“Even when we deal with major threats, we have the choice to remain receptive
to healing. No expectation. Just simply being a welcoming vessel in the
present state we inhabit. We are all connected, capable of enormous
compassion.”

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One step at a time, but I’ve already worked out how to approach and think about an extended in-patient rehabilitation for my spine.

Summer in Austin; research at UT PRC on Demographic Methods in Minority Demography. It was my first time traveling via airplane alone (relatively speaking–i was joined by the flight crew and other passengers, afterall), and deaf, then via first solo passenger cab ride. It was a leap of faith going to an unfamiliar universityfor the summer. I was housed in The Castillian. Under the impression that bedding and towels were included with boarding, I did not pack any. Upon entering my room, I was faced with two twin beds with bare mattresses, and a bathroom containing only a partial roll of toilet tissue. My roommate was not expected to arrive for another day. This was before I had any mobile device with internet access–or ubiquitous wi-fi for that matter, and I found myself using the phone book to locate a Wal-Mart or Target, and called a cab (my first ever alone at night–one previous cab ride was with Chicago friends leading on a New Year’s Eve) using TTY.

Yada, yada, rich textured story… (Gramsci has his prison notebooks. Przybysz has her Austin notebooks.)

Strategy for dealing with my beautiful neon spine (inspired by the most recent Anania Update and by history and Team Przybysz):
Go to best center with great people, immerse oneself in rounded, yet concentrated experience. Receptive orientation attending to personal and interpersonal growth.

This is an opportunity, an extension of my life’s work.

Continue fulfilling potential, creating, experimenting, improvising, exploring, discovering, flipping “interruptions” into opportunities, locating threads of continuity in discontinuity, applying the totality of cumulative experiences to the unknown and unpredictable.

* Isn’t that what tumors are, when we think about it? A force of life. Sometimes conducive environments are where we least expect. It wasn’t the story I was trying to write, but that’s what keeps me so interested and intrigued. Our university is everywhere, and not necessarily what we anticipatein form or content.

It just streamed out in this form, with these examples, when I composed an email reply. The basic premise and practices are more generally applicable. Chalk it up to the always present, but humble empathic reservoir comprising inner peace. Lest we forget how important it is to keep feeding virtuous cycles of socially shared thoughts and behavior.

“Well, I figure it doesn’t hurt to try to keep up on what we can with our senses. I’ve been dealing with eye and vision issues all my life, so it’s always been a priority. Nothing’s guaranteed or a given–just doing the best I can with what I have.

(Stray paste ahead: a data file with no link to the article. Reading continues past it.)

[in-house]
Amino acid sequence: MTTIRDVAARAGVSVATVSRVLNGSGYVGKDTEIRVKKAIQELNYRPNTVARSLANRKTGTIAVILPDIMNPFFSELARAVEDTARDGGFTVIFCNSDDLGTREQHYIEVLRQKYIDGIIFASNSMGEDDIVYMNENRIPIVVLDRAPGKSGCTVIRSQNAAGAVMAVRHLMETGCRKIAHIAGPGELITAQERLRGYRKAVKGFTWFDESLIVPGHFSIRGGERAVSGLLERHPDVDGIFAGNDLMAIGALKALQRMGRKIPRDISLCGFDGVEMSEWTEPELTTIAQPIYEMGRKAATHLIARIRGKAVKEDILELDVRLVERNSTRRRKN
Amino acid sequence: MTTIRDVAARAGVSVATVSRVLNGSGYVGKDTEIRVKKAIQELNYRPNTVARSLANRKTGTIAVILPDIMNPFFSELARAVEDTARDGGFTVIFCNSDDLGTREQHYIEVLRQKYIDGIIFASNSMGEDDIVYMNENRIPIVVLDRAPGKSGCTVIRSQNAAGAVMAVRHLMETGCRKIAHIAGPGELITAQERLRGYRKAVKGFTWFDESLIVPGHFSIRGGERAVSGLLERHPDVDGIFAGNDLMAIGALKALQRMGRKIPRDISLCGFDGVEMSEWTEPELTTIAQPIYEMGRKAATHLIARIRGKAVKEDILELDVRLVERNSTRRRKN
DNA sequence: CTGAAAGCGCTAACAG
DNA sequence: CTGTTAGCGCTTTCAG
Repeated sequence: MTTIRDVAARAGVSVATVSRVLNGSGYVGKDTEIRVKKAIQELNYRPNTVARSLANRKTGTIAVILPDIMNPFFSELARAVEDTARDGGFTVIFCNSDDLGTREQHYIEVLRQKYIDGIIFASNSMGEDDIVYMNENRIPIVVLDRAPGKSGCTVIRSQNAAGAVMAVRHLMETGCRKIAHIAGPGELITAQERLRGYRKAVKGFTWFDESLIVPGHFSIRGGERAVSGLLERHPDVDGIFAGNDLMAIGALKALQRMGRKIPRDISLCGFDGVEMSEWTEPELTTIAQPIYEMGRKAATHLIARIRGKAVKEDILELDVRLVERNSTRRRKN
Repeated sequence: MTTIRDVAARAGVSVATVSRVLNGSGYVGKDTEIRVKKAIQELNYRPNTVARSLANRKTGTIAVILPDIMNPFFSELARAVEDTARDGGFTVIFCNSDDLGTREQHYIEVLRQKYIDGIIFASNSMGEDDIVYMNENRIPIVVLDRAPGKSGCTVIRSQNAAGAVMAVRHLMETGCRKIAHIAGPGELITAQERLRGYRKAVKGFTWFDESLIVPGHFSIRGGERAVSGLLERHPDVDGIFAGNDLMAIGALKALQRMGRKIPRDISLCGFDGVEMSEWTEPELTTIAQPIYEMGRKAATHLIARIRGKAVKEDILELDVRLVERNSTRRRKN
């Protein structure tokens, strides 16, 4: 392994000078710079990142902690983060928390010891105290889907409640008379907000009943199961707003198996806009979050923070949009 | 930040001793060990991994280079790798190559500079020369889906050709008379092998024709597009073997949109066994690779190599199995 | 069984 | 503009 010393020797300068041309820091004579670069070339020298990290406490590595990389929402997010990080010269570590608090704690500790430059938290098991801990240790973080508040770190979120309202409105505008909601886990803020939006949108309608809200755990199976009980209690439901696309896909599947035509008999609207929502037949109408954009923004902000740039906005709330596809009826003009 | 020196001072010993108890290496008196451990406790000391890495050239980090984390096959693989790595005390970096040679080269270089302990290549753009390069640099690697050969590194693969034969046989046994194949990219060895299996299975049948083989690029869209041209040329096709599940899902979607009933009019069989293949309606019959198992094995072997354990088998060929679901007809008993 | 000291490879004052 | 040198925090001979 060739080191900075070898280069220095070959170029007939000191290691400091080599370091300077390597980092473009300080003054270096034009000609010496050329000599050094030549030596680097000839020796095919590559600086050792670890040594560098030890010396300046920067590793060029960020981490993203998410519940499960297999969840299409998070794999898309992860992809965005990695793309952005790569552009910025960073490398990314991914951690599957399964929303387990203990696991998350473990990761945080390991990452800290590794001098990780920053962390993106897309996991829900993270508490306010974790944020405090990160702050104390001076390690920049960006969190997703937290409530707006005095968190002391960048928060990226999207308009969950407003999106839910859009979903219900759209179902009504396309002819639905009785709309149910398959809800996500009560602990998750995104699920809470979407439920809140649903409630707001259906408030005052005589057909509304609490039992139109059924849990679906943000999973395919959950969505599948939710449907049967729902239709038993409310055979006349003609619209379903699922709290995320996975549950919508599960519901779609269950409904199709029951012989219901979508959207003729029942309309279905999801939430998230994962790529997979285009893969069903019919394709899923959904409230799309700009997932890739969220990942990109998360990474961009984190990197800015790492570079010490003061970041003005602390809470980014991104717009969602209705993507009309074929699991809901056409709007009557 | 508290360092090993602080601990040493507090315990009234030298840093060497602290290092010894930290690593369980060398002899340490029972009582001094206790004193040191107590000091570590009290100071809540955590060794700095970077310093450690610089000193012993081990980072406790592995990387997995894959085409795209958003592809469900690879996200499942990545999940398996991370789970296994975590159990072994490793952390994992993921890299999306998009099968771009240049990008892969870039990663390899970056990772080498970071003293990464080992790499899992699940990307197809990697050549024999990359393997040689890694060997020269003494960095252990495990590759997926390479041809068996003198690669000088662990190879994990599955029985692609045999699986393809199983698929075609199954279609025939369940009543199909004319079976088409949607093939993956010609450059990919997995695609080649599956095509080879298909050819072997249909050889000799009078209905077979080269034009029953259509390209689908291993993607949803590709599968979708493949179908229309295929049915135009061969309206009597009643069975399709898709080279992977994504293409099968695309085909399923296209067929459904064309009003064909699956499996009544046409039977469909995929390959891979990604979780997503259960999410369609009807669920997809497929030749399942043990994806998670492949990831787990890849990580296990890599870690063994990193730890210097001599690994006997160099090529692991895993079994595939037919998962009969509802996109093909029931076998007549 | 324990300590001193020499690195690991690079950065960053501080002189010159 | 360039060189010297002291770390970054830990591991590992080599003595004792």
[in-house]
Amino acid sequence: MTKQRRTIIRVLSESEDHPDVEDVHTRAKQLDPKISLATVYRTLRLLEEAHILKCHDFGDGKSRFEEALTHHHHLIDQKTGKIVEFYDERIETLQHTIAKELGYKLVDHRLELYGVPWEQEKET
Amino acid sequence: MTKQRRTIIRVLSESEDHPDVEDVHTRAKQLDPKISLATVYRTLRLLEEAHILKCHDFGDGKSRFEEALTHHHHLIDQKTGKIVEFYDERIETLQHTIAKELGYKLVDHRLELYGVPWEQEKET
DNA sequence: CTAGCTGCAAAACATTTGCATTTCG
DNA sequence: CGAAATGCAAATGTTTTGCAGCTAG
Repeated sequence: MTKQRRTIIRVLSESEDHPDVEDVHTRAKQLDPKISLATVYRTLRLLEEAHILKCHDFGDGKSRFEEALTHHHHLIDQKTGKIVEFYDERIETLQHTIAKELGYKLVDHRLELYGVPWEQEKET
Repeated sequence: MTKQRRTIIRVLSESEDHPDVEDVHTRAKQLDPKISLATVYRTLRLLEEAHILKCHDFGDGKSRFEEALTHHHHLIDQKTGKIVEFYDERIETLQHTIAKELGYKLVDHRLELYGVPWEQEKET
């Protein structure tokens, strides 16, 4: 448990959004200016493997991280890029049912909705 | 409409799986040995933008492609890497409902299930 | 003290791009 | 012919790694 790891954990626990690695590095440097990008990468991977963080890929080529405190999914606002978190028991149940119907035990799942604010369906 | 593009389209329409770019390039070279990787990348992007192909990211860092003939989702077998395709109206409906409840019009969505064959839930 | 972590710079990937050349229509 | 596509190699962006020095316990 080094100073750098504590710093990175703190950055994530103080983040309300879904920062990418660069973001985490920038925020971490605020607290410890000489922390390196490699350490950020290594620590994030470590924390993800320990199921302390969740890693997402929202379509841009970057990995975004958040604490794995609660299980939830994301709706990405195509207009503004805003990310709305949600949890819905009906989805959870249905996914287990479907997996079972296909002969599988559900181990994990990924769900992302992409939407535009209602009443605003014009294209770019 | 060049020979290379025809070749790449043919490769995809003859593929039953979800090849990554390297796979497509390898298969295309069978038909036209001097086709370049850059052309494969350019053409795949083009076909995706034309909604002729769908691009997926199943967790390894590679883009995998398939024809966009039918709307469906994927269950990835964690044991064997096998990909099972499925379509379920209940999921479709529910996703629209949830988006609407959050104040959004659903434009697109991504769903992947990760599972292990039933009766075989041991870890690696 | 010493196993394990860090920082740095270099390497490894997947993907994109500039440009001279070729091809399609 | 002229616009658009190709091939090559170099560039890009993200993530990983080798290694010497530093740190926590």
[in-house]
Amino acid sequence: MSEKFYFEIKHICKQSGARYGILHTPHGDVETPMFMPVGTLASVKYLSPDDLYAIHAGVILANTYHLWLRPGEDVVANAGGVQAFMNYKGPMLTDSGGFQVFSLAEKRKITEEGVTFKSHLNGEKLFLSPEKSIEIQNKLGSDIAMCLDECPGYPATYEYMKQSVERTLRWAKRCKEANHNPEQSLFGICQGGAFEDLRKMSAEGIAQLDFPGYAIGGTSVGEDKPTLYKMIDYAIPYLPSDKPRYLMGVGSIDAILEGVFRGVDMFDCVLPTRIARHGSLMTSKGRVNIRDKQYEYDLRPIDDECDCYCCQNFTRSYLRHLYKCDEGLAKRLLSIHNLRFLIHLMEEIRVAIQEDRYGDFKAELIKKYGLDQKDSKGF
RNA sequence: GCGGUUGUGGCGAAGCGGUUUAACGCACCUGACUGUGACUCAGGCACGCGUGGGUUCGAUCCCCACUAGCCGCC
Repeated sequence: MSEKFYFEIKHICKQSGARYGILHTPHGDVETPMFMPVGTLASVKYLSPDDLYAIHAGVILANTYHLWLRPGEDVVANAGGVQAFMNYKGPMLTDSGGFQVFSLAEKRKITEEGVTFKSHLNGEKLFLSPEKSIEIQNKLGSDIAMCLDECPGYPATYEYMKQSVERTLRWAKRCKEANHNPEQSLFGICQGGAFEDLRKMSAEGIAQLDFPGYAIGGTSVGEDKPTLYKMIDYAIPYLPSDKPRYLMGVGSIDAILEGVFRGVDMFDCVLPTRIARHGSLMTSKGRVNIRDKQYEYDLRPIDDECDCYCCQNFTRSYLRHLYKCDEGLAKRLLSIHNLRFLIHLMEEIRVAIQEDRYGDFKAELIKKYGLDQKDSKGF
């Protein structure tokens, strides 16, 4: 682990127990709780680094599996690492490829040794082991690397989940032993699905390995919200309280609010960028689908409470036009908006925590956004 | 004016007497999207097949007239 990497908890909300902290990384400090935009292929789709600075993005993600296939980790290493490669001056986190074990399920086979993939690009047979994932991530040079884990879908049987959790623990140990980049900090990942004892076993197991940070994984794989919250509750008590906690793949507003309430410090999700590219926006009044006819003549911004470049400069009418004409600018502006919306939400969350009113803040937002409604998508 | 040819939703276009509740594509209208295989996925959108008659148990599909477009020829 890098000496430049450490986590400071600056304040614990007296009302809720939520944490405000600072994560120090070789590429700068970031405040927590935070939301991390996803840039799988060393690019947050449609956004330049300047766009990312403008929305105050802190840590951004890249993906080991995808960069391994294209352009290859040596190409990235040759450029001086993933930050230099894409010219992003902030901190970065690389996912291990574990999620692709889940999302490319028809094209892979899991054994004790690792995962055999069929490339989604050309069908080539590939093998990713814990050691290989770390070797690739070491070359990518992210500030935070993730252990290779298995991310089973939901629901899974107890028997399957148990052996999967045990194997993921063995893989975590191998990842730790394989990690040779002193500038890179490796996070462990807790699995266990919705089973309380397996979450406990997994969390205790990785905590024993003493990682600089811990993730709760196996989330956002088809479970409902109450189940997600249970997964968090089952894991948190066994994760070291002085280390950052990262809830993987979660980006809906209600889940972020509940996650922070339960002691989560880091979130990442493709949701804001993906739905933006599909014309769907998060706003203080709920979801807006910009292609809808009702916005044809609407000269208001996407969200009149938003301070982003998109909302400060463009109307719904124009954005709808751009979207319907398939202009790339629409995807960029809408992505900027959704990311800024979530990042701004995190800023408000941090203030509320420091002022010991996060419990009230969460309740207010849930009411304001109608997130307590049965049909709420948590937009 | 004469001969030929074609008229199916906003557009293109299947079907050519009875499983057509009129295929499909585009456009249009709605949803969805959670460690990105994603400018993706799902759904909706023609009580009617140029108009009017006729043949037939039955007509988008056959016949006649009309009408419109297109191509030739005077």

My balance is more dependent on vision than the other way around. But, I notice my balance in poor lighting and with my eyes closed DOES improve as I practice more–even if it is just the time I am leaning against the sink counter with my eyes closed. Or, the way I pay attention to what it feels like when I am getting dressed, leaning, or picking things up from the ground. Always a work in progress! I think having to retrain to walk so many times, while vision was poor or double after surgeries, helped me to tune into gravitational pulls, and orient to the surface and incline directly under me AND to the center of the earth. When we have slow recoveries, paying attention to the parts that feed into the whole, and not getting fixated on speed or appearance, probably open up how we perceive the potential of improving. I’ve always been receptive. Never perfect in execution, but it does pay to keep trying and NOT use labels or characterizations that are limiting and discouraging.
;-)

We do very well. We are fortunate because we always have much to lose and gain. We decide which angle to focus. I LOVE the feeling every time I sit or stand on my own. When I couldn’t, I didn’t get down because I couldn’t do those, because I was happy I was breathing and had some feeling, and so on.

I hope you don’t assume there’s only one way to go–decline and loss. It may take time and attention on aspects of daily living that used to be automatic, but every bit adds up.

Hugs, Jamie”

* I would edit “never perfect” in another context. We are often perfect in a moment, without awareness of that perfection. (Revert back to main point.) Every little step!